This post was developed via a partnership with BetterHelp.
Feeling anxiety before an exam can be caused by several reasons. If you’re generally not too keen on taking exams, no matter how much you prepare, you can do things to manage your anxiety symptoms and increase your chances of getting a high score. Let’s get to the root of test-taking anxiety and learn how to set yourself up for success.
Causes Of Test Anxiety
When a lot is riding on doing well on an exam, whether it’s getting into your university of choice or even passing a class, anxiety and nervousness are perfectly normal reactions to having to take a test. However, for some people, the fear of taking tests can become so unbearable that it affects their ability to perform their best.
The causes of test anxiety can be any number of things, from being unprepared to having an anxiety disorder, as well as:
- Having a history of not doing well on tests. Maybe you didn’t study enough beforehand or were too nervous during an exam—if it caused you to fail or get a below-average score, it might exacerbate your anxiety for future exams.
- Being afraid of failing, especially if you’re someone who ties their self-worth to success or high test scores. This can cause you to feel even more anxious.
- Not giving yourself enough time to study. If you cram everything at the last minute, you’re likely going to be nervous about forgetting crucial information.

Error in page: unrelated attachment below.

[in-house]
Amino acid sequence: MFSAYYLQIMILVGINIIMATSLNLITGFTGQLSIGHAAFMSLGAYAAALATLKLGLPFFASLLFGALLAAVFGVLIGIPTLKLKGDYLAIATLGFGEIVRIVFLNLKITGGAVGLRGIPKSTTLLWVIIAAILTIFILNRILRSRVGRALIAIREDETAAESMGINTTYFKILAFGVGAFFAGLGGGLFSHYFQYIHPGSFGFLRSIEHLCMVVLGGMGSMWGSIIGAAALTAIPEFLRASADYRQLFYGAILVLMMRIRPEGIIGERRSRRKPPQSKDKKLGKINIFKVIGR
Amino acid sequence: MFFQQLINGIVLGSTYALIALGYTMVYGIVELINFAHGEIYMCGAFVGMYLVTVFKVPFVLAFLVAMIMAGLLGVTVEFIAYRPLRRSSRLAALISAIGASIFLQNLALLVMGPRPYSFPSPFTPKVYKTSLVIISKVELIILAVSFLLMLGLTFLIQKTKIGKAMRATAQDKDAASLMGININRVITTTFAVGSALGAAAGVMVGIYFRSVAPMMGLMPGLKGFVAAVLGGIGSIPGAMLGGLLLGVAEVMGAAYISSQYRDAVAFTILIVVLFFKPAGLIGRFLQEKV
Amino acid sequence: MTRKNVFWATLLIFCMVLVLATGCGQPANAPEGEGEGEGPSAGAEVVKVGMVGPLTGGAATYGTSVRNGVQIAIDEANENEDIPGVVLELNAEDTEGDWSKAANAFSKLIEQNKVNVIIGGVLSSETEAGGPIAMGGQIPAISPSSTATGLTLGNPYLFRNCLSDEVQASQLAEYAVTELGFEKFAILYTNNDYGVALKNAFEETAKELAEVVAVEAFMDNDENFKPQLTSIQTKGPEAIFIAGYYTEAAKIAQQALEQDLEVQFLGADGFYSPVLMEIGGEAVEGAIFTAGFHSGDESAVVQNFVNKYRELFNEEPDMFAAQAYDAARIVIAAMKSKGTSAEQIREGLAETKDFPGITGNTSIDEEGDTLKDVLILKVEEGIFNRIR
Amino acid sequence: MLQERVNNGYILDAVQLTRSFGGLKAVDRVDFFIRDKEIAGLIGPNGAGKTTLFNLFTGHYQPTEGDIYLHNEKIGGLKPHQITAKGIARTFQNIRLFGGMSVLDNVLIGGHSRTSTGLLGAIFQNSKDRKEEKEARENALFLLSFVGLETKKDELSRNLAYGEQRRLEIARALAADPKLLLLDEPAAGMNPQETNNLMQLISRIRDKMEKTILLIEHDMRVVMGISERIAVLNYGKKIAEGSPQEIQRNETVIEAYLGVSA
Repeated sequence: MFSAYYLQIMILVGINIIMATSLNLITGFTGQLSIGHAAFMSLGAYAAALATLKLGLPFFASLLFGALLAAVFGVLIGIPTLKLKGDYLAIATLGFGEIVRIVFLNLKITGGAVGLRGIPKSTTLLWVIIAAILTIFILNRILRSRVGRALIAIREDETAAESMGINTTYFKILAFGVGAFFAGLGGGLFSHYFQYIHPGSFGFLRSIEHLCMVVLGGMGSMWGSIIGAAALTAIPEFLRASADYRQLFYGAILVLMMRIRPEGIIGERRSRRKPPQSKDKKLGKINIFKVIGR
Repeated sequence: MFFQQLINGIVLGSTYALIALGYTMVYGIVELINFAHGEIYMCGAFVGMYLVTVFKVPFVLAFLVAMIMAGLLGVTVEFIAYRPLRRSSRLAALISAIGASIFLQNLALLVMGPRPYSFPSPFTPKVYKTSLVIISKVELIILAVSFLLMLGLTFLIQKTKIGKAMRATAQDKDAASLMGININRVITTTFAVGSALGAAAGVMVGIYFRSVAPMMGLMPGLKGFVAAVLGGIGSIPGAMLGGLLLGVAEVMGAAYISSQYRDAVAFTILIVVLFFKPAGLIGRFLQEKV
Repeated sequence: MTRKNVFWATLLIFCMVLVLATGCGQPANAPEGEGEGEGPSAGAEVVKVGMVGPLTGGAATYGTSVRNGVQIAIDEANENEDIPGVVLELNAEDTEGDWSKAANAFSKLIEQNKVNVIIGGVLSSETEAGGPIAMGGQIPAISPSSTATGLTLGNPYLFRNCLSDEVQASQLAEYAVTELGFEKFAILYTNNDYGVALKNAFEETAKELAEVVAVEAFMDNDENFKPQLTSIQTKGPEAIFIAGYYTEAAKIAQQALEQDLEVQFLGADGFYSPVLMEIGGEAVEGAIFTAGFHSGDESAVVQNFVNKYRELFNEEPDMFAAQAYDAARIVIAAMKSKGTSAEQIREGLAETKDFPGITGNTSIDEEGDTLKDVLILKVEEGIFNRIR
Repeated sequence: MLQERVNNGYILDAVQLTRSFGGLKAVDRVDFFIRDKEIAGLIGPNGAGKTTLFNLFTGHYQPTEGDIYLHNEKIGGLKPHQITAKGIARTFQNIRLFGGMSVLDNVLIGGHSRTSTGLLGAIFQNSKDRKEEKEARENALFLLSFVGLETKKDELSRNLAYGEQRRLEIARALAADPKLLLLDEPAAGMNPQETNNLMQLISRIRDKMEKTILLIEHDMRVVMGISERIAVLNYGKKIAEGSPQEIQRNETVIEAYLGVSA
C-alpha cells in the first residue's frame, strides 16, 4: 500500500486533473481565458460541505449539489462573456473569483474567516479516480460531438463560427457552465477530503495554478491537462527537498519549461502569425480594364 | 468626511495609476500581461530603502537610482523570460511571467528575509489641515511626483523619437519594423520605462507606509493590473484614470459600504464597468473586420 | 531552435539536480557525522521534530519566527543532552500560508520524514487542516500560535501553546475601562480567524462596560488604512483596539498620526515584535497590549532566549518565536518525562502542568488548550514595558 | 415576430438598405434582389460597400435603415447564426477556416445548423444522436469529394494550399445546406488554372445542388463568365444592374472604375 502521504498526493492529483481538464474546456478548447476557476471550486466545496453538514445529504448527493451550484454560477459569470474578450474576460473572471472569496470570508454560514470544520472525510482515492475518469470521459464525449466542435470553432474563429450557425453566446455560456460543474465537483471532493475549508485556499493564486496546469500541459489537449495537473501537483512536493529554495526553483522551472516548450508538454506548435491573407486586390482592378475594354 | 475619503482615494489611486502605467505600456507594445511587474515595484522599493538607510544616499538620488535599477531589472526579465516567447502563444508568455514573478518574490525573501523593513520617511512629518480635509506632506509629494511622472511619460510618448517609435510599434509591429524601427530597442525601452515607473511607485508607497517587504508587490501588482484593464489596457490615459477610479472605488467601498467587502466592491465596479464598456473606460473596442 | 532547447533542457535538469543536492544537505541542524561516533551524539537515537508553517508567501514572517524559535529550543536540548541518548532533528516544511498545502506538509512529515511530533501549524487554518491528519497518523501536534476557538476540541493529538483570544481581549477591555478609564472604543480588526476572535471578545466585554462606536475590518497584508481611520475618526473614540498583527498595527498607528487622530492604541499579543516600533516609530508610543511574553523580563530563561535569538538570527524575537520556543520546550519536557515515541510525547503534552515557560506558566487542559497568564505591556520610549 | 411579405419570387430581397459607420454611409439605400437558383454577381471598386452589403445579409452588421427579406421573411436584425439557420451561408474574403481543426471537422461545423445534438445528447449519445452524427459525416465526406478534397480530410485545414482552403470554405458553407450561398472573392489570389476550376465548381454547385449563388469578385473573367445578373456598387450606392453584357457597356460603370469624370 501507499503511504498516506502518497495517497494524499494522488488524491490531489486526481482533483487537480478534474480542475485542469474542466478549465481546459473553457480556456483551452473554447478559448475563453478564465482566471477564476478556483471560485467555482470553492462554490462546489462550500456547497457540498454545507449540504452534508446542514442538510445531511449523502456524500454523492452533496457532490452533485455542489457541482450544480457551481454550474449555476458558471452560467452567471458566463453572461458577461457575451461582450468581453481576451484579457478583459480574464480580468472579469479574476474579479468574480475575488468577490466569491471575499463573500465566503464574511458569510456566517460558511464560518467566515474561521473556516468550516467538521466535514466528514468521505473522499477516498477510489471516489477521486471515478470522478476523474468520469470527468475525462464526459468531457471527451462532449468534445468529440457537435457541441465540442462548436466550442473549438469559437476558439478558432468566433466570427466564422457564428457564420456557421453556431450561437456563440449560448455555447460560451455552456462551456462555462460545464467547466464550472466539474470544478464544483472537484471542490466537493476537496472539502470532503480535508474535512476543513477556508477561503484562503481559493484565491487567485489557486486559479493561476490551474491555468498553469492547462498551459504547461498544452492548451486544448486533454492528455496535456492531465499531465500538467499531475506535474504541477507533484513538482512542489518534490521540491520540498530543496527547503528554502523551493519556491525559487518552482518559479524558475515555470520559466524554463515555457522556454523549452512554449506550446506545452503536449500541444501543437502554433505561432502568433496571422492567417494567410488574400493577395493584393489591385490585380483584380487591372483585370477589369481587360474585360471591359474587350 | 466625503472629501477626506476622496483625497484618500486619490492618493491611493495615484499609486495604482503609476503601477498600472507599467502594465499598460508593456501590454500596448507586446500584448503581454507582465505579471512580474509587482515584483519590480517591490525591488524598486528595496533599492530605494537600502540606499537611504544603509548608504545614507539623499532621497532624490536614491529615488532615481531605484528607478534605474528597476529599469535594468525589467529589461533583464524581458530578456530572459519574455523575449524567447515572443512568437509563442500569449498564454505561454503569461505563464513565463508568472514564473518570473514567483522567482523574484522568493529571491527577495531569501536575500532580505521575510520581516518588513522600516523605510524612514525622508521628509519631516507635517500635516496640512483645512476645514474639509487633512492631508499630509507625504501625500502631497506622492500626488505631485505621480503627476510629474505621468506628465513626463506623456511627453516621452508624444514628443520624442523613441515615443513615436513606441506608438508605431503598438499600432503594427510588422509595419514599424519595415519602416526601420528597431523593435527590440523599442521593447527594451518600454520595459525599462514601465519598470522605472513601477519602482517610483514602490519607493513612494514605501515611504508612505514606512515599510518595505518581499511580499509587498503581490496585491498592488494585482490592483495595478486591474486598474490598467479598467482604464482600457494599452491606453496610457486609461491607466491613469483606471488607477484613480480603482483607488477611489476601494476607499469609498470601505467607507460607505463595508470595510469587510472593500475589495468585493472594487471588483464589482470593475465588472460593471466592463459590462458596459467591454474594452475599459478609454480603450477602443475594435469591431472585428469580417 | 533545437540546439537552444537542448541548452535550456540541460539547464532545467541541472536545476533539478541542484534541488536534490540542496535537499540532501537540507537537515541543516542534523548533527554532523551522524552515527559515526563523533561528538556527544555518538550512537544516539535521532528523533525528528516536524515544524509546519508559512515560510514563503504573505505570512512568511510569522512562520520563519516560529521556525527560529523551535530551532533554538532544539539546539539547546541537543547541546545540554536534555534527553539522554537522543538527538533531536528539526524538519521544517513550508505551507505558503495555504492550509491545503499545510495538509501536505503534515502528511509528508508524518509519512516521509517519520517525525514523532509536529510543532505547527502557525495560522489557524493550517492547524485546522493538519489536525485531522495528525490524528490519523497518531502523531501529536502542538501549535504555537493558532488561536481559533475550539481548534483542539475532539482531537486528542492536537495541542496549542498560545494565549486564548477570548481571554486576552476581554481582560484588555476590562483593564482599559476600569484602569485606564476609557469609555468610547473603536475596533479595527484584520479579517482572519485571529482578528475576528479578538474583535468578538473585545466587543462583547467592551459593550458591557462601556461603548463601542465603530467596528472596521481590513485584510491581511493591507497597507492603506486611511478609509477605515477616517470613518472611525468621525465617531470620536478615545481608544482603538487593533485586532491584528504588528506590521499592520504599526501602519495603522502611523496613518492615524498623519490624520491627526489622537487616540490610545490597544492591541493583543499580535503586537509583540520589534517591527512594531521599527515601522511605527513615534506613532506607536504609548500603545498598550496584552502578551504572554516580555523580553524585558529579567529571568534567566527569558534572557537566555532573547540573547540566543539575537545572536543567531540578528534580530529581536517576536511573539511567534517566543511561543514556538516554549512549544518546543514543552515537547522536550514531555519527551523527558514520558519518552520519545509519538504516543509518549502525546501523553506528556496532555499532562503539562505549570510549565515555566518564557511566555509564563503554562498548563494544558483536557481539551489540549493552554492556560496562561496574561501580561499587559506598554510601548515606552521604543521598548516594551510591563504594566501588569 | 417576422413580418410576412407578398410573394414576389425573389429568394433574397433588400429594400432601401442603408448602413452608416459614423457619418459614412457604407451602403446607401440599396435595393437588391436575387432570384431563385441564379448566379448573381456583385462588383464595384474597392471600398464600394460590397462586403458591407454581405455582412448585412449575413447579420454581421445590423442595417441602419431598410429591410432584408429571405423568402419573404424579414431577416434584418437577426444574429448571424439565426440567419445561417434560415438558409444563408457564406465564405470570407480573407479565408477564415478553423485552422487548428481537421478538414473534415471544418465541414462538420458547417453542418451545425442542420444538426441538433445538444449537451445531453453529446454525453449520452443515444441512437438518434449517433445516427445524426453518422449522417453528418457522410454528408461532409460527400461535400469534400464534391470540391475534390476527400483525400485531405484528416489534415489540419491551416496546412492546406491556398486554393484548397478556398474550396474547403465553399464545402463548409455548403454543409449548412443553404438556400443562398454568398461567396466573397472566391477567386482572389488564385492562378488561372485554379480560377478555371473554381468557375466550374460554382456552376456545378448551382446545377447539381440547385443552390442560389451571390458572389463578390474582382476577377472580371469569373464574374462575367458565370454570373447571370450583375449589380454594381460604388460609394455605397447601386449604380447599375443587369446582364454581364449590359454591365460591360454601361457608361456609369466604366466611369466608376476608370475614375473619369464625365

How To Quell Test-Taking Anxiety
If you’re someone who tends to feel anxious before tests, here are some tips to help you feel more at ease when it comes time to start bubbling in your answers:
Communicate your concerns to your teacher and ask them to give you a rundown of everything to expect for your exam so that you have an easier time preparing. Your teacher may also give you some advice about approaching the material.
Practice relaxation techniques to help you regulate your breathing and heart rate before and during the exam.
For some folks, test-taking anxiety could be associated with a learning disability or a condition that makes it challenging to focus, such as ADHD. If you suffer from one of these, look into any accommodations you can get, such as extra time. Speak to your counselor about the next steps to do this.